Nannorrhops, The Enigmatic Palm
by Robert Lackner, Burggasse 1a, 2405 Bad Deutschaltenburg, Austria
Chamaerops No. 45, published online 29-01-2003
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From left to right:
- A massive "green" Nannorrhops at Fairchild Tropical Garden, Miami. Photo: Gibbons/Spanner.
- Some like it hot: a "green" Nannorrhops ritchiana in the desert in the mountains north of Sibi,
Pakistan. Photo: Gibbons/Spanner.
- Green Pakistan form. This plant has withstood -9°C outside in the pot during the last winter without problems.
- Silver Pakistan form, green Pakistan form, silver Iran form with intense silver fans, silver Iran form with
- Costapalmate fans of the silver Pakistan form.
- Palmate fans of the green Pakistan form.
- Trunk with ornage fur, green Pakistan form.
Photos: Robert Lackner
When your interest in palms was awakened it was almost certainly caused by one of the many Trachys,
by a Phoenix, or Washingtonia, all of which can be seen frequently in milder and sometimes even cooler parts
of Europe. Then you learn and read more about several other species, some of which can also be grown under really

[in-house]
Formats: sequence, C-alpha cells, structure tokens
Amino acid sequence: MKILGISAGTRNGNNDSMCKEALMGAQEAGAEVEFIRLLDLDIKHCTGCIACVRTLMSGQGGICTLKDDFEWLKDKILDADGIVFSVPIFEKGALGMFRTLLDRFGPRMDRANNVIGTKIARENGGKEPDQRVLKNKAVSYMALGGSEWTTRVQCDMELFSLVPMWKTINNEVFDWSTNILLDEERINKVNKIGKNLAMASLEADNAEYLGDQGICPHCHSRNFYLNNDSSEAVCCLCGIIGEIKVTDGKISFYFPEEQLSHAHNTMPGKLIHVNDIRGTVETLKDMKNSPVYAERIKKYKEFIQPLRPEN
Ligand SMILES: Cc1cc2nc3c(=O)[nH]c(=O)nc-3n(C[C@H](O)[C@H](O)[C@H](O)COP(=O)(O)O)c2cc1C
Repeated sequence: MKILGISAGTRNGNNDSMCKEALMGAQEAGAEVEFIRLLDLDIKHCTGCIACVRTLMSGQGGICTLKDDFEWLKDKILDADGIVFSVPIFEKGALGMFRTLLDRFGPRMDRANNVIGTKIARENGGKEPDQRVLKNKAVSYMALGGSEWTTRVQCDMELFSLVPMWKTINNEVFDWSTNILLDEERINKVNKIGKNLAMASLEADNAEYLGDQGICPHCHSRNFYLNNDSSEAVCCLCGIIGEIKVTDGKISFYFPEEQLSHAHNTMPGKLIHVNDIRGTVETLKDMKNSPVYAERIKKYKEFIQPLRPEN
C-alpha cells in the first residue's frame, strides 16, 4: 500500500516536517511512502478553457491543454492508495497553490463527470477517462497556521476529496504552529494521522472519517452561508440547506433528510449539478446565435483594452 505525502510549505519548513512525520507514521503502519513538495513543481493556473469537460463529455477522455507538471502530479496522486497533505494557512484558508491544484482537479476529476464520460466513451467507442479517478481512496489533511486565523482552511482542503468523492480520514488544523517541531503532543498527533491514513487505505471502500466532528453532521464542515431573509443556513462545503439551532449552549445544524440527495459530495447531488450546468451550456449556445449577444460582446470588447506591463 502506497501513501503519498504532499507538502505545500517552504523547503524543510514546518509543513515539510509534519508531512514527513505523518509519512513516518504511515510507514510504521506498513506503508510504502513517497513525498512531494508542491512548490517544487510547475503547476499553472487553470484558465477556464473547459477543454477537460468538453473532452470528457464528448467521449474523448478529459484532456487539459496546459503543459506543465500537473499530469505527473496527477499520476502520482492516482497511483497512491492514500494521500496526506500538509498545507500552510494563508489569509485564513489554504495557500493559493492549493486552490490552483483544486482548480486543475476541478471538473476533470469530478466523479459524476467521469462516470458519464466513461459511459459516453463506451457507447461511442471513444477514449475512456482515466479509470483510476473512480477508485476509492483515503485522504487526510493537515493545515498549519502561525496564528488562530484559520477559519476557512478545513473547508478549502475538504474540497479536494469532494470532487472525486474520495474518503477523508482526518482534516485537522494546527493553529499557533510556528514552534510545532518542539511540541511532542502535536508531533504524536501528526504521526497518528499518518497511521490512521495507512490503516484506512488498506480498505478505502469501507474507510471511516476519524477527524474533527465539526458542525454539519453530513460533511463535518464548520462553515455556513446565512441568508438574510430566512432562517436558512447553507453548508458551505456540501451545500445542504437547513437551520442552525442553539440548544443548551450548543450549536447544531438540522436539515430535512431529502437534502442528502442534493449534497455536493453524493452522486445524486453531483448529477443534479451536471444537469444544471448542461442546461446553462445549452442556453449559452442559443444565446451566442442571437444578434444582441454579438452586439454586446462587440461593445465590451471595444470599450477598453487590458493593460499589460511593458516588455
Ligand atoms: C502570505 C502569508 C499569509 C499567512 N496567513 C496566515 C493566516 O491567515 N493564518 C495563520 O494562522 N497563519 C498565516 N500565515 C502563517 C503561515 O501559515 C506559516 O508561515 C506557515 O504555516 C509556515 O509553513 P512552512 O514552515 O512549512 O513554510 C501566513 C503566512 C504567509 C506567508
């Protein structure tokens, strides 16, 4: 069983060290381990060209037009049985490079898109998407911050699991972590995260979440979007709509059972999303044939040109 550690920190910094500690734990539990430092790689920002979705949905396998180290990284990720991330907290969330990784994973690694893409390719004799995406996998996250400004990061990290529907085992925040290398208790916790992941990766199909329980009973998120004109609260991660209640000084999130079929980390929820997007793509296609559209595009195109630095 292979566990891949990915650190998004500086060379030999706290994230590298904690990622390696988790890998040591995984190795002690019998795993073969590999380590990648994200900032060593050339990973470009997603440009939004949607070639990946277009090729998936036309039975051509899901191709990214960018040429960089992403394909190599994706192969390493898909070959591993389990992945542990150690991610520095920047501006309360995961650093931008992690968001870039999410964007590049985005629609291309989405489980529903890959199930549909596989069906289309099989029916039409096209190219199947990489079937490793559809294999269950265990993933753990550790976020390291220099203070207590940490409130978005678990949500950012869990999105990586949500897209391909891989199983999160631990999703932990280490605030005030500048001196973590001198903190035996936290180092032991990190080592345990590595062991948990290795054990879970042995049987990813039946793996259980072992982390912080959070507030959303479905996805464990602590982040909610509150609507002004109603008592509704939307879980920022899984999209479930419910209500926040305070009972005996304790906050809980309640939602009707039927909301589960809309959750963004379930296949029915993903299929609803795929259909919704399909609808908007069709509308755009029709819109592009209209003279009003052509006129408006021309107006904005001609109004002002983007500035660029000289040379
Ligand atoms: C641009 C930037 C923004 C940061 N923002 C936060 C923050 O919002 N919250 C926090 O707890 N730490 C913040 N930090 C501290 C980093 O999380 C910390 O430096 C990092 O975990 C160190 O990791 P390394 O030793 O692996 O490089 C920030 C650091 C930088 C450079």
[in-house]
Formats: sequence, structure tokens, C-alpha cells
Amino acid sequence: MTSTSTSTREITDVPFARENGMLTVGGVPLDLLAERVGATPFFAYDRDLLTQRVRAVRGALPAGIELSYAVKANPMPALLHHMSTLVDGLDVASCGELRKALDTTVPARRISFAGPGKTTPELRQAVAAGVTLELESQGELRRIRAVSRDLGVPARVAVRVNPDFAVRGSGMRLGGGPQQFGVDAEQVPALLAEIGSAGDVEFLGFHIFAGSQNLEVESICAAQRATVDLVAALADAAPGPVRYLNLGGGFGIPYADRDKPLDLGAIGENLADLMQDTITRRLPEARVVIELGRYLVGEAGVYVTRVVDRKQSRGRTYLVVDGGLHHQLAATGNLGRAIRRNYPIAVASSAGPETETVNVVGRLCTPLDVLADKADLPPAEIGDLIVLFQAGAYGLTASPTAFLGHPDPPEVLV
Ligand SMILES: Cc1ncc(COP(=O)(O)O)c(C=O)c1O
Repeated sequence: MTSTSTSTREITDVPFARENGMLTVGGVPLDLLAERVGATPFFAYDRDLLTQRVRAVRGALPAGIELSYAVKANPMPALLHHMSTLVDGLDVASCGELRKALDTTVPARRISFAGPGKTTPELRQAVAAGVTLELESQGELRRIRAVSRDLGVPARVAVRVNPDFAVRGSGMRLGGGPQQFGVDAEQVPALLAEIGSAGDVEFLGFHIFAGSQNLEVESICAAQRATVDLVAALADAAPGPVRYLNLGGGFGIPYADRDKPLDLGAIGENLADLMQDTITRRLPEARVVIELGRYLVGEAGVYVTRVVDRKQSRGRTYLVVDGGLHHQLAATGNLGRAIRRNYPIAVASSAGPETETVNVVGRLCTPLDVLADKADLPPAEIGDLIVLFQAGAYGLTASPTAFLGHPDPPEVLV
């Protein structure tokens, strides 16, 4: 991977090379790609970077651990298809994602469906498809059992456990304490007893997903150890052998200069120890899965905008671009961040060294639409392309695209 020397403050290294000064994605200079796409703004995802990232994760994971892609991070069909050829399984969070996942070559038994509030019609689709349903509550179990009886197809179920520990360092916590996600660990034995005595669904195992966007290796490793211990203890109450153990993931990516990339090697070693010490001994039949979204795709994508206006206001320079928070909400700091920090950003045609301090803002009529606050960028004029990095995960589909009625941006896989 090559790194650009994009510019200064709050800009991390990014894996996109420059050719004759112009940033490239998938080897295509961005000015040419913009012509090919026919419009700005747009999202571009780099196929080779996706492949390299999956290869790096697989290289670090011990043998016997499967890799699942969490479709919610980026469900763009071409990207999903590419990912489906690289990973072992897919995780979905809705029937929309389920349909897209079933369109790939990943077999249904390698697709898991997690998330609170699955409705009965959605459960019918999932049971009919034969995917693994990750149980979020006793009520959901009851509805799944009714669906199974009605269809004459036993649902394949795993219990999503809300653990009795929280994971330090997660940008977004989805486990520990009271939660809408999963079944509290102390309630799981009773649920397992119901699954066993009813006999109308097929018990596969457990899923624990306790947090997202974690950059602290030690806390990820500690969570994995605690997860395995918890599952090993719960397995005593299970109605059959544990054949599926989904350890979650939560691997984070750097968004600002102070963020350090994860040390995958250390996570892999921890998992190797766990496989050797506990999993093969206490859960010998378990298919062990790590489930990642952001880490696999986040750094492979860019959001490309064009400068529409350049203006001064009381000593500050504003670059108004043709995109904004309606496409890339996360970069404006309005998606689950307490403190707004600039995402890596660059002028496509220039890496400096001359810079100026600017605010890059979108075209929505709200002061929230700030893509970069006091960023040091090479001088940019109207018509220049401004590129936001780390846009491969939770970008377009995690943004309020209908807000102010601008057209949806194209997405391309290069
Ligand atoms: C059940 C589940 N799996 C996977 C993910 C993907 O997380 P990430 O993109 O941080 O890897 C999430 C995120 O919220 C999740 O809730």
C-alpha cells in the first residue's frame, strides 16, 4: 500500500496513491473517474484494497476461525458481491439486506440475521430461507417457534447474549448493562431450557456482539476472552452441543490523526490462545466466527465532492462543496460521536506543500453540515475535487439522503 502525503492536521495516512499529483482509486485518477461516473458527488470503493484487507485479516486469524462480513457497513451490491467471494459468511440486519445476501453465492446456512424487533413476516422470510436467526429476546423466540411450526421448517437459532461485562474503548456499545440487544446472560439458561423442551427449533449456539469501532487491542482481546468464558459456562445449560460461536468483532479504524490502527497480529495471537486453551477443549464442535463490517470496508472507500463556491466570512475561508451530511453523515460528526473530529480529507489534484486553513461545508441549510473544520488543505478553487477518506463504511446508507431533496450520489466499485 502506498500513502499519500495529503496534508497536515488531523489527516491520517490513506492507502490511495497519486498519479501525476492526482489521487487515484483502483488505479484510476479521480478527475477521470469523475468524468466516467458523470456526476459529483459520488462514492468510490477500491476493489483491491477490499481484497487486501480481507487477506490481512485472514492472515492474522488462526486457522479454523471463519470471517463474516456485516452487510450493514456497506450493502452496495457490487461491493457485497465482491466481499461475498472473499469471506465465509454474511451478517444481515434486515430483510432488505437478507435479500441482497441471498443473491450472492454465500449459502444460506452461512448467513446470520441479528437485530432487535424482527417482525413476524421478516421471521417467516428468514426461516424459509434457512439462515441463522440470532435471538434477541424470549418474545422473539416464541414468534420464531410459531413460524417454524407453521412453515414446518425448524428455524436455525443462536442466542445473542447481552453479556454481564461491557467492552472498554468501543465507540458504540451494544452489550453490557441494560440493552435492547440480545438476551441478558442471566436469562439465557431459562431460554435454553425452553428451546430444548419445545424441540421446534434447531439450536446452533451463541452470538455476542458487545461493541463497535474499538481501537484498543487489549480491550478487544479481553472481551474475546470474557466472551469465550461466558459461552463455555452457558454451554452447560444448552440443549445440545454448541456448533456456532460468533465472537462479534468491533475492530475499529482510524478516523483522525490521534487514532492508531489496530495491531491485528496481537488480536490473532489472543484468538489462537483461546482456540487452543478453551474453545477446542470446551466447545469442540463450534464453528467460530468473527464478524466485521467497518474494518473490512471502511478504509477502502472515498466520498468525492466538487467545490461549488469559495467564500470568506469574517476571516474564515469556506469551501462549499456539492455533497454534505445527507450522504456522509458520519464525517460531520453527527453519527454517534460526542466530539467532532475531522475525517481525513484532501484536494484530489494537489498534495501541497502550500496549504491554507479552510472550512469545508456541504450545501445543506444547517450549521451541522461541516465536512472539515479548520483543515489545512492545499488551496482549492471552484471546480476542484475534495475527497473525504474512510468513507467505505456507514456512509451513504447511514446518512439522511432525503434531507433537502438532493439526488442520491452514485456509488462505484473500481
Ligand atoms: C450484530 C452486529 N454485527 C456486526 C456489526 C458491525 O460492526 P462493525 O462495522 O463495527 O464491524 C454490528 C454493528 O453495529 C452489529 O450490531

harsh conditions, be it frost, drought, or heat. After a while you'll find a really good palm book and when
flying over the pages you'll almost certainly make a pause at the page of Nannorrhops ritchiana, the Mazari
Palm or, as it should be called, the Enigmatic Palm. You want to know why this palm is a mystery in my eyes?
Well there are many good reasons:
Enigma No. 1
This palm is so common and abundant in its habitat and yet so few plants can be found in cultivation.
On one hand everybody talks about it, but on the other hand only a few people grow these palms successfully.
Enigma No. 2
Also adding to its mystery are the areas where this palm grows. The deserts of Afghanistan,
Pakistan and Iran are not on most people's lists for their family holidays, and even if they were, the current
situation makes it even more difficult to visit these places than it was a year or so ago. Thus, only a few
palm enthusiasts have seen this palm in habitat. This, in my opinion, has allowed many rumors about its climatic
growing conditions to arise, especially in the beginning. I possess four palm books where this mysterious palm
(which is named after its original collector David Ritchie) is mentioned. Three of these books claim that these
plants may be covered with snow for long periods during the winter. One book even mentions that it is covered
with snow for months at a time. Climatic data on these areas indeed suggest that it can become really cold in
some places where Nannorrhops grows, as far as the absolute extreme minimum temperature is concerned. This,
however, only applies to some of Nannorrhops' habitats, not to all of them. The climatic data also show that